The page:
Secondary school teachers' union plans one-day strike
By Jenn Watt
Action by teachers in Ontario is intensifying this week with the secondary school union announcing they will strike for one day on Wednesday, Dec. 4 if no deal with the province is reached.
Harvey Bischof, president of the Ontario Secondary School Teachers’ Federation, said in a letter to members that meaningful progress had not been made at the bargaining table, pointing out that the process had been ongoing for eight months.
“The Minister [of Education] has also undermined negotiations through press conferences at which he has publicly announced bargaining positions that have not been presented by his negotiating teams at the table. He publicly claims that compensation is the only issue preventing a deal, yet his bargaining team has simply refused to address our proposals on crucial issues including class size, e-learning and job security for our members,” Bischof said.
OSSTF members had previously stopped providing some administrative services and held information pickets to get the word out.
“This one-day, full withdrawal of services will cause a short-term disruption for our students, but if we allow this government to continue down the path it is on, students will suffer the negative impacts for years to come,” Bischof said.
Responding to the OSSTF announcement of an upcoming one-day strike, Minister of Education Stephen Lecce said the action was troubling and would hurt students.
“Our government has demonstrated consistently it is reasonable and student-centric by making major moves that have not been matched or reciprocated by the teachers’ unions. In fact, on the days we made reasonable offers – reducing class room sizes from 28 to 25 and reducing online learning courses from four to two – the unions decided to escalate. This is wrong, and our students deserve better,” he said.
“I call on OSSTF to remain at the bargaining table, with third-party, independent mediation, up until the deadline. All parties that are truly committed to the success of our children will consider every tool available to avoid strikes which hurt our students.”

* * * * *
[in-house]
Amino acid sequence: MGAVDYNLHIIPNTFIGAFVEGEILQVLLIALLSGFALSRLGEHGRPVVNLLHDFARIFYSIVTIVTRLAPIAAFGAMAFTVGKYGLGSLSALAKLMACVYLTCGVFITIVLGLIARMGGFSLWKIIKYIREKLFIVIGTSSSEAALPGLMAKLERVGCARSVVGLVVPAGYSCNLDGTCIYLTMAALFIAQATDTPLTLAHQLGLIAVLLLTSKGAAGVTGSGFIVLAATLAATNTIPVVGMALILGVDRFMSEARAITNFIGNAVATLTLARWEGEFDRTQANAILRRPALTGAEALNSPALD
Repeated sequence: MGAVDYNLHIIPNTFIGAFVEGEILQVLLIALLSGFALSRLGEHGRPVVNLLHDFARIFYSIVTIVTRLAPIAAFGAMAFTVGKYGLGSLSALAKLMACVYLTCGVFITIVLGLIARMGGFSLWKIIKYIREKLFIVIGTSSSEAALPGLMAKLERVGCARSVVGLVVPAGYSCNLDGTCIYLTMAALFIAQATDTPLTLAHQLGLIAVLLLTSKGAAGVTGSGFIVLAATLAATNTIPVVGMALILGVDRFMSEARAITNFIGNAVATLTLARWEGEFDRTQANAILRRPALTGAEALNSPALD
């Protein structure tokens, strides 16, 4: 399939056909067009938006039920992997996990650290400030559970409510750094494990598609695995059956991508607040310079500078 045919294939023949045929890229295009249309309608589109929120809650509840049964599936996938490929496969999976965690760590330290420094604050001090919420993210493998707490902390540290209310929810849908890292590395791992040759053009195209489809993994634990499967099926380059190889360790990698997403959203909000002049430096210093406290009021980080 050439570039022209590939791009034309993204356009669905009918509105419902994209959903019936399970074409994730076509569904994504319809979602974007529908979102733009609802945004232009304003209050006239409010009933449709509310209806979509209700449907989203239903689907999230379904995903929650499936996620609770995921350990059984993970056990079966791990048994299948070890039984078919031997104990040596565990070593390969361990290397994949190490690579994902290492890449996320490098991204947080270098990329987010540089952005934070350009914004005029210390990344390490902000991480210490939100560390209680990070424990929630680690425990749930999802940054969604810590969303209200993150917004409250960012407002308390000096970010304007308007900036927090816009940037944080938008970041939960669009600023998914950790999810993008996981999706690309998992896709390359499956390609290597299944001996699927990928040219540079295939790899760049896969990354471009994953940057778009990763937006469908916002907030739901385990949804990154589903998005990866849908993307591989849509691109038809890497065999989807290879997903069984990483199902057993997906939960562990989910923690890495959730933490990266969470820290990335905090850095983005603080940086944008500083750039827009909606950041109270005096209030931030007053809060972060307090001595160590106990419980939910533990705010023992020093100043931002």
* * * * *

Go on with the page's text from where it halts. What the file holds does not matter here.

Trillium Lakelands District School Board said if the strike takes place, all secondary schools and adult and alternate education centres will be closed to students. They will reopen Thursday, Dec. 5.
The board said in an email to parents that they will be notified on Tuesday if the strike is set to proceed on Wednesday.
Elementary school teachers are currently taking work-to-rule job action, cutting out many tasks they previously conducted such as commenting on report cards and attending unpaid staff meetings outside of the regular school day.
They met with the provincial government’s bargaining team on Monday with no updates before press time, however, in a statement released on Friday, the Elementary Teachers’ Federation of Ontario expressed frustration about how the process had been going.
“ETFO wants to reach a fair deal, and our bargaining team has been working hard to achieve that goal,” said ETFO’s president Sam Hammond. “We come ready every time to have meaningful discussions on issues that are important to our members. But we are not seeing the same commitment on the government’s part.”
Class size, violence in schools and supports for students are issues ETFO says it has been working on improving through negotiations, but says there has been “almost no progress” on those issues after four months of bargaining.
Updates from TLDSB on the OSSTF and ETFO job actions can be found at www.tldsb.ca/labour-updates.